According to Google Maps, it takes a little over three hours to get from Catonsville to Morgantown, West Virginia. For James P. Clements ’85, computer science, and ’91 M.S. and ’93 Ph.D., operations analysis, the journey has taken a little bit longer than that – about 27 years, in fact.
But the destination has been worth the drive, which also took detours through The Johns Hopkins University (where he took an M.S. in computer science in 1988) and Towson University, where he has served as provost and vice president for academic affairs for the past two years. On June 30, Clements will arrive in Morgantown to become West Virginia University’s 23rd president.
It’s not hard to see why West Virginia University tapped Clements, whose career as a scholar and researcher took wing quickly after he received his Ph.D. from UMBC in 1993. He was tenured at Towson University only two years after receiving his doctorate.
His ascent in academic leadership has been even more dizzying – including stints as vice president of Towson’s Economic and Community Outreach division, as provost, and a key role in devising and monitoring that university’s 2010 Strategic Plan.
Clements says that the first strides of his time on the fast track began at UMBC. Like many students of his era, he chose UMBC for factors of proximity and cost – and found an unexpectedly rich academic experience in Catonsville.
Clements says that he realized the quality of the education he got when he went out into the workforce. “When I came out, and went to work for industry – I worked for a company called General Physics, which is run by Robert W. Deutsch, who has been very generous to UMBC – I felt so prepared. I was working with people who’d been at some of the top institutions in the country, and I felt that I had an equal level of education to anyone in that building.”
A job in industry after his graduation in 1985 did not sidetrack Clements from his dream of becoming a professor, however. “I started right away on graduate school,” he says. “I didn’t take a semester off.” But he did so at nights and on weekends – at one point even cutting a deal with his employer for reduced hours to obtain his Ph.D. at UMBC.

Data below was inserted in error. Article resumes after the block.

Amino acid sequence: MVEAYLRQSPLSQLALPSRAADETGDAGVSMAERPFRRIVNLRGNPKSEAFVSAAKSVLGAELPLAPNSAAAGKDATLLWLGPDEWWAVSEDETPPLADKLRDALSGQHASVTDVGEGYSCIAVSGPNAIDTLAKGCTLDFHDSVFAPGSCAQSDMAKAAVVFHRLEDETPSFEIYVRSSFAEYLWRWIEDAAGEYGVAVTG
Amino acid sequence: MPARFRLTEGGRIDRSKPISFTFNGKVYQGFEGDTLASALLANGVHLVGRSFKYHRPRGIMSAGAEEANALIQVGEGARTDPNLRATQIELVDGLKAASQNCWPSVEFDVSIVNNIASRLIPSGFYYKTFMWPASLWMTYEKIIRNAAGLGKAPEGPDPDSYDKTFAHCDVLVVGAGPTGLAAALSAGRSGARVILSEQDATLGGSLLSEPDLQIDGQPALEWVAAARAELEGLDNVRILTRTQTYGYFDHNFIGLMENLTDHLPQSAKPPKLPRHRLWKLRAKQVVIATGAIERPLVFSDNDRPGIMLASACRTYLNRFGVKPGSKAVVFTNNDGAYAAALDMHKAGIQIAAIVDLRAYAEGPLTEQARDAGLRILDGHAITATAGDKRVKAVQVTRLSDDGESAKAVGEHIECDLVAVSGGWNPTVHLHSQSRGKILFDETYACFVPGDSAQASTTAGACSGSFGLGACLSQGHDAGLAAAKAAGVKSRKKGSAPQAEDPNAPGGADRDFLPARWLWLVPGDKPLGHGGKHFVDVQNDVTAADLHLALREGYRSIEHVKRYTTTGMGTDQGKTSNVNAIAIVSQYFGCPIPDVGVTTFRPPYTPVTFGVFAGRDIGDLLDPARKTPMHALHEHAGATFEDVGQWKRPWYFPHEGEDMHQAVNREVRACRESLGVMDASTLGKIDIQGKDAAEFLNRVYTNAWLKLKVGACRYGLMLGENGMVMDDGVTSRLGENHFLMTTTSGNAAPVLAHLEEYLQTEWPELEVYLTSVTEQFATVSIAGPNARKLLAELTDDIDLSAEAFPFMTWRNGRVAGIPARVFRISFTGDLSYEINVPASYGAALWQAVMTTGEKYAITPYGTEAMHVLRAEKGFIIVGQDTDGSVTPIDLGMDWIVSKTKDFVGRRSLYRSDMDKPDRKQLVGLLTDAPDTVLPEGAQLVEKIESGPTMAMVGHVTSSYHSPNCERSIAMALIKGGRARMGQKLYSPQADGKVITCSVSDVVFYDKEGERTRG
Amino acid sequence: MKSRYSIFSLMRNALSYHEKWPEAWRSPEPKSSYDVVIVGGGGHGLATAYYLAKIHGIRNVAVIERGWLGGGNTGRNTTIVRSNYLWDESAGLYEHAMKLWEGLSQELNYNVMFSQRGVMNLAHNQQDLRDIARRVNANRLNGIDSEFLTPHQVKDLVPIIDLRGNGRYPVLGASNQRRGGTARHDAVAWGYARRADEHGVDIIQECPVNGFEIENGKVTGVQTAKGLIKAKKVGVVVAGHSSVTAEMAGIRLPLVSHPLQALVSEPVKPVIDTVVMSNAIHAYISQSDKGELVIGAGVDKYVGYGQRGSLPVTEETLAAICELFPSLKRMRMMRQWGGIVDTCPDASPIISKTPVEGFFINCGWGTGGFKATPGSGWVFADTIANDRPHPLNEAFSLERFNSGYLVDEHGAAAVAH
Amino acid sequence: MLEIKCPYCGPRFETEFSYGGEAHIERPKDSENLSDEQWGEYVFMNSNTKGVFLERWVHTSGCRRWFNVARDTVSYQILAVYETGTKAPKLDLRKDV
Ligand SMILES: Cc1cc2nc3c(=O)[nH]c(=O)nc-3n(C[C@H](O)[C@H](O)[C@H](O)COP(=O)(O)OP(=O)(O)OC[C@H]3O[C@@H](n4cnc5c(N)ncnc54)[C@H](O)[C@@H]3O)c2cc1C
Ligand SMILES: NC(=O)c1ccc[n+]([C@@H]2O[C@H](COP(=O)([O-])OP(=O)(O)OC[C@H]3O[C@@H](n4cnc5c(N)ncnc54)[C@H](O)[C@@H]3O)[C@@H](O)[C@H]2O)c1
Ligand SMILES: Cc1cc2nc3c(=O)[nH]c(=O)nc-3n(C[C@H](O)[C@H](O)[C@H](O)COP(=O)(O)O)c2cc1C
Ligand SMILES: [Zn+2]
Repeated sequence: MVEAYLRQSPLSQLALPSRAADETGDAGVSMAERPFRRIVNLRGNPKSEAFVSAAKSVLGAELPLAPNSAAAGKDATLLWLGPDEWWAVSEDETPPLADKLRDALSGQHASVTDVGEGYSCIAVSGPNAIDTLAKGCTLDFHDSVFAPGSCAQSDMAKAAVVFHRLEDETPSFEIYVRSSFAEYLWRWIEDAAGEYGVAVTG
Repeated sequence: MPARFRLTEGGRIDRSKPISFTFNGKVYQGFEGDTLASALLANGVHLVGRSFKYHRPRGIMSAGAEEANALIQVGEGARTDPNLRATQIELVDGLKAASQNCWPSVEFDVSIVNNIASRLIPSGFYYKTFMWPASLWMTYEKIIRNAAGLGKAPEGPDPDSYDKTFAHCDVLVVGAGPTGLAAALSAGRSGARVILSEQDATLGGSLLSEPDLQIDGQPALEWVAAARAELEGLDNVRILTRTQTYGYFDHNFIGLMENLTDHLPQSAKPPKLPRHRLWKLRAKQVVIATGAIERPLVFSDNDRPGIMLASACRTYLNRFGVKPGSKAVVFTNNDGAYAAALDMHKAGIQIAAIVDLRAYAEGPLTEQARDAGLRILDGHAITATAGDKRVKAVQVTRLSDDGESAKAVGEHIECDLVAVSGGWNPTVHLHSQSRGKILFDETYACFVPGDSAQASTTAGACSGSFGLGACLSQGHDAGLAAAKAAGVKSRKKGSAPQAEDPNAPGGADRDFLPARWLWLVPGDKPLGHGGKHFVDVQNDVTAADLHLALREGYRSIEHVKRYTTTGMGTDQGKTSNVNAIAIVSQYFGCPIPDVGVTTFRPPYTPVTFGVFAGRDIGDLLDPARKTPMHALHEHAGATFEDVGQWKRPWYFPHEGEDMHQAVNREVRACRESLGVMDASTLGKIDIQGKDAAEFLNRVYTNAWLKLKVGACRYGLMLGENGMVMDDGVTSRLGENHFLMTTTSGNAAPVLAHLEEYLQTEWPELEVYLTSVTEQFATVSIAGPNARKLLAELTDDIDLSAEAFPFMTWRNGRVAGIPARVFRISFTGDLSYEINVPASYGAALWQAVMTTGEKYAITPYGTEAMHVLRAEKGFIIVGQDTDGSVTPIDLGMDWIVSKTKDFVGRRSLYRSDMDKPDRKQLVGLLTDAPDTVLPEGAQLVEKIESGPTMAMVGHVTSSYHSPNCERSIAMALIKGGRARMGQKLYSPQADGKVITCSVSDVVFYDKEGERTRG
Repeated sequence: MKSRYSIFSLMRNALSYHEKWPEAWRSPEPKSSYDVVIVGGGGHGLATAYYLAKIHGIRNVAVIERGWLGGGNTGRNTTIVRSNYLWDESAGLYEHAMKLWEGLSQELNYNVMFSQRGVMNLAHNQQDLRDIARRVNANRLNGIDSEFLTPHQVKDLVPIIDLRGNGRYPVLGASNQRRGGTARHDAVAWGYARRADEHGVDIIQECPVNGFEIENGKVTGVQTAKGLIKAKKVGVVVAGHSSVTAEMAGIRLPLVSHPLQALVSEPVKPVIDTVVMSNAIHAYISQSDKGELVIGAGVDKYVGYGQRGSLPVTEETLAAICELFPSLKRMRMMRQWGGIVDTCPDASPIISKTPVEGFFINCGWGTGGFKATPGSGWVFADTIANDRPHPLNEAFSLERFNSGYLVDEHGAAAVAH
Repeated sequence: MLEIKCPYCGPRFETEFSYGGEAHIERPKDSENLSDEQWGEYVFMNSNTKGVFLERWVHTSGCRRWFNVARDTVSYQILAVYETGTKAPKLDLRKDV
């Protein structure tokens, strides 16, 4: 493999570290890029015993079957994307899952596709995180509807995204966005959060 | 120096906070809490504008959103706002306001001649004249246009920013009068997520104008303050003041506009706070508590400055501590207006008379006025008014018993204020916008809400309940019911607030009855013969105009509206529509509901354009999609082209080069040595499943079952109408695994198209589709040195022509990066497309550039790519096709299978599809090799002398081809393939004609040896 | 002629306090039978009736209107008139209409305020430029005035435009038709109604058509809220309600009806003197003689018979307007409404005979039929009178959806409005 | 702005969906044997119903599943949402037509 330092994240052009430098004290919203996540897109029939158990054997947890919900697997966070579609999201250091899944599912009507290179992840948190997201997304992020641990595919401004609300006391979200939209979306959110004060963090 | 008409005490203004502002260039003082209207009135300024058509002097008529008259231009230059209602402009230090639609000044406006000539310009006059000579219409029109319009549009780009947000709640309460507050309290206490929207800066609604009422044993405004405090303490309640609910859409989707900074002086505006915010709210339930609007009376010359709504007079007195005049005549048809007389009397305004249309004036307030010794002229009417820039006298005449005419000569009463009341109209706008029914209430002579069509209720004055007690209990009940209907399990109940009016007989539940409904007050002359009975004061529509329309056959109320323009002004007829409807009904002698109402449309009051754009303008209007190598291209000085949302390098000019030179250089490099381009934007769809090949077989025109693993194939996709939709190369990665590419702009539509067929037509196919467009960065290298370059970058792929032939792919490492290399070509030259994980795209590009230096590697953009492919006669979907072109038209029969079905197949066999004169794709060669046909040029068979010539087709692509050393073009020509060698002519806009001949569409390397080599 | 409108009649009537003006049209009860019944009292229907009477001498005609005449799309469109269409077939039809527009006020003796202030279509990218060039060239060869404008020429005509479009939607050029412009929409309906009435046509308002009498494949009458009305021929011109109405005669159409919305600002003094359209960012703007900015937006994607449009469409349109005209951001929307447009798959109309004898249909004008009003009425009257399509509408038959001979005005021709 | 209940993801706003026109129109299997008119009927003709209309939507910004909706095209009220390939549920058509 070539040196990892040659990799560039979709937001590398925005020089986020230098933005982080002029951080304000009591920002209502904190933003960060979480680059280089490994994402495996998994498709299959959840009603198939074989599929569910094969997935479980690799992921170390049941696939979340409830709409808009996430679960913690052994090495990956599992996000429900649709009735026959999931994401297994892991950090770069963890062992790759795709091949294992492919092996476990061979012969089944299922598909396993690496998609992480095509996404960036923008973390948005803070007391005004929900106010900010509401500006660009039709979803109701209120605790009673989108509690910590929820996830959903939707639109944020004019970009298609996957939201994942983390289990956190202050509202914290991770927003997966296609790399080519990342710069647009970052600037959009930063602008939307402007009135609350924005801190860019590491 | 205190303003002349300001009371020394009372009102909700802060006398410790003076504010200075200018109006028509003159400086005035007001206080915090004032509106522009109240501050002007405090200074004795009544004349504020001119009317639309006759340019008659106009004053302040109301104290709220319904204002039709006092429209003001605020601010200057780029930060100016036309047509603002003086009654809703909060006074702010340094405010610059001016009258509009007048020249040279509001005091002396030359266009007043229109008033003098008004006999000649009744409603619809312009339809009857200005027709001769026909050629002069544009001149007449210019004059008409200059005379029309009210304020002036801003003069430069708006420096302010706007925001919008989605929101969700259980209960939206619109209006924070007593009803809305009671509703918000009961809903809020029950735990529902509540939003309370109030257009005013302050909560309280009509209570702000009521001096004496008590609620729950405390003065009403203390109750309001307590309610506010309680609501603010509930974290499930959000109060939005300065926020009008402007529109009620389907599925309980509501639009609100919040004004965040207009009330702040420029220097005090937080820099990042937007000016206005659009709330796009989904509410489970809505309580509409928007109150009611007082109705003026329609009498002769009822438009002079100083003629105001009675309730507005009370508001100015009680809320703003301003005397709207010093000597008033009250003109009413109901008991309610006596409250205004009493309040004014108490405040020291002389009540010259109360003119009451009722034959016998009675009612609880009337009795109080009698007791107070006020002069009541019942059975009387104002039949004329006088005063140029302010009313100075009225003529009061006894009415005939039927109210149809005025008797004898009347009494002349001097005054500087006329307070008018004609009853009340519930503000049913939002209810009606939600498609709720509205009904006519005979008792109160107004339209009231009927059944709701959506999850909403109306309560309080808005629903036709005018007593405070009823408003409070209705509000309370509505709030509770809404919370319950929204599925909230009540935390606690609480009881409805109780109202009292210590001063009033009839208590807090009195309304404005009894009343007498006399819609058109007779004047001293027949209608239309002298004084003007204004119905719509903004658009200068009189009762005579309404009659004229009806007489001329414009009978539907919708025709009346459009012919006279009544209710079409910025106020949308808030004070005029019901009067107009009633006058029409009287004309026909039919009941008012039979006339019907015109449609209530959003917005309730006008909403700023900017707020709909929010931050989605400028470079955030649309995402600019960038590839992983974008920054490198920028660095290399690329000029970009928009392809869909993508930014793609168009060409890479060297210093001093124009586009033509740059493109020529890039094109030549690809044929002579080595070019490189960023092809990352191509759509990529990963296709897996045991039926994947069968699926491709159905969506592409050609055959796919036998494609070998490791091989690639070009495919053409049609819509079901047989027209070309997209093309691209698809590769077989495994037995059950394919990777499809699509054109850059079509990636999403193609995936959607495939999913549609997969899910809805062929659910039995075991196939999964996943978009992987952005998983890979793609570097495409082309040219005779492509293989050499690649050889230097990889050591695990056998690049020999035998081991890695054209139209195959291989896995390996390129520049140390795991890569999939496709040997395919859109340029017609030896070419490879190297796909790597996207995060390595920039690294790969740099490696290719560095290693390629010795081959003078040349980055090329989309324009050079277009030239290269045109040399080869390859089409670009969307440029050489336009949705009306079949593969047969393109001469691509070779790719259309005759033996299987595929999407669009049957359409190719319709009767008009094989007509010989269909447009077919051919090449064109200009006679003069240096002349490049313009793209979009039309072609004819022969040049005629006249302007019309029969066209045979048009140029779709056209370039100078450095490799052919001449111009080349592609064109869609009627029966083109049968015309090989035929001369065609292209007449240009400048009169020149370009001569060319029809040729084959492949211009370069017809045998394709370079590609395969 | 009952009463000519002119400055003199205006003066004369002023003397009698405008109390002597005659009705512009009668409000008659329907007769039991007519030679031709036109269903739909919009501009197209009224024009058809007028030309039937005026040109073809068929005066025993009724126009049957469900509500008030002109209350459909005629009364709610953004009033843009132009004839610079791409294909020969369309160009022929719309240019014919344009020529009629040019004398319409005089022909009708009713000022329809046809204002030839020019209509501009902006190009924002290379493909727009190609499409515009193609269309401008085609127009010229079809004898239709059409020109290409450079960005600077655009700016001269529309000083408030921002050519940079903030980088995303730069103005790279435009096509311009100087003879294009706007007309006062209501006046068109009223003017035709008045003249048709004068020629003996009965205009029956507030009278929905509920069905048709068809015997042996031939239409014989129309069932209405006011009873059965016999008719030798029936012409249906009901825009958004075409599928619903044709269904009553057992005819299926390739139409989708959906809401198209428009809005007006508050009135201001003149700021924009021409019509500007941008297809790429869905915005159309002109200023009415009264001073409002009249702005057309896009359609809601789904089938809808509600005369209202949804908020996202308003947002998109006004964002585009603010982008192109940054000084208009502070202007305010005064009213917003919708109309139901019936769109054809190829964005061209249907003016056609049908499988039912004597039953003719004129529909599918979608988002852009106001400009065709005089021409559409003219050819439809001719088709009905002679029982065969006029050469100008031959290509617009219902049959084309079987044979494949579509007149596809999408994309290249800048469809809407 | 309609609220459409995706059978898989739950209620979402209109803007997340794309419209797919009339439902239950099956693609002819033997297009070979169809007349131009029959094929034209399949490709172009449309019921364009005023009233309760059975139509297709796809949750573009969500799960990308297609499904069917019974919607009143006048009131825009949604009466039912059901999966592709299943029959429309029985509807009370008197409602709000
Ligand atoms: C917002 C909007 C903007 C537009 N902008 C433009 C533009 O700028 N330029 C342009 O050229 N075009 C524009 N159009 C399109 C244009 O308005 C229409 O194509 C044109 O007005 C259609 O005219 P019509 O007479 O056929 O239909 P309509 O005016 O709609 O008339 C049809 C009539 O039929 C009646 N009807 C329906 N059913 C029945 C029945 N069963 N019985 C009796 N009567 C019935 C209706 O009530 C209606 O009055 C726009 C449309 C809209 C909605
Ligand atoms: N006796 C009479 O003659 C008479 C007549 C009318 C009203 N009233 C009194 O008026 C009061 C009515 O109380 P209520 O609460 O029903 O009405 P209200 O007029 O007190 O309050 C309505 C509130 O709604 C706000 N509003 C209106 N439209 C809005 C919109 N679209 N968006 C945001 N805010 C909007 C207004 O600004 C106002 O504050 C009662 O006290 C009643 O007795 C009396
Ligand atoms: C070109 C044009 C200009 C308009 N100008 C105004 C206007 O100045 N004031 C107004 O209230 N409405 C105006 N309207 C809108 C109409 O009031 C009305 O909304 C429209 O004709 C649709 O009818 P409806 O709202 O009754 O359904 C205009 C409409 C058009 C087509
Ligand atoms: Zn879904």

In a happy coincidence, Clements received his Ph.D. from UMBC on the same day – and in the same ceremony – that his brother Joseph H. Clements Jr. ’85 computer science and M.S and Ph.D., mathematics, received his doctorate. “We were side-by-side on the stage,” he recalls. “It was one of my mother and father’s happiest days.”
When Clements did finally end up in academia as a professor at Towson University, he says that he found it to be “probably the best job in the world. I love to teach. I love writing papers. I love doing research. I love working with the students.”
Yet he soon acquired the itch to try his hand at administration. Clements discovered that he had a knack for the coordination and fundraising that goes along with academic leadership – and also that he liked it. And those talents led him all the way to Morgantown.
The challenges of being president of any flagship state university are immense. They’ve been made even more difficult at West Virginia because of a scandal involving the improper awarding of a degree that rocked the university and forced the resignation of its president, Michael S. Garrison, last year.
Clements acknowledges those unique challenges. He credits West Virginia University’s interim president, C. Peter Magrath, for calming the waters before his arrival. “That has really given me an opportunity to come in and say, as I did when I interviewed on the campus: ‘WVU has been around since 1867. It has a great history. It’s going to have a great future. We just have to get past where we’ve been stuck right now and think about who we want to be in 10 and 20 years down the road.’”
Looking back at UMBC from across more than two decades (and across town from his perch at Towson University), Clements feels a lot of pride and appreciation at the growth of his alma mater.
“Let me put it this way: Every time I see [UMBC’s president Freeman A. Hrabowski, III], I thank him for raising the value of my degree,” Clements says with a laugh. “It’s true. Freeman is so dynamic and so charismatic. And it’s not just him. The institution has great faculty members. Great administrators. It has just continued to climb up and up and up. And for me, even though I work at Towson, I love UMBC. It’s been great watching it skyrocket into one of the hottest universities in the country.”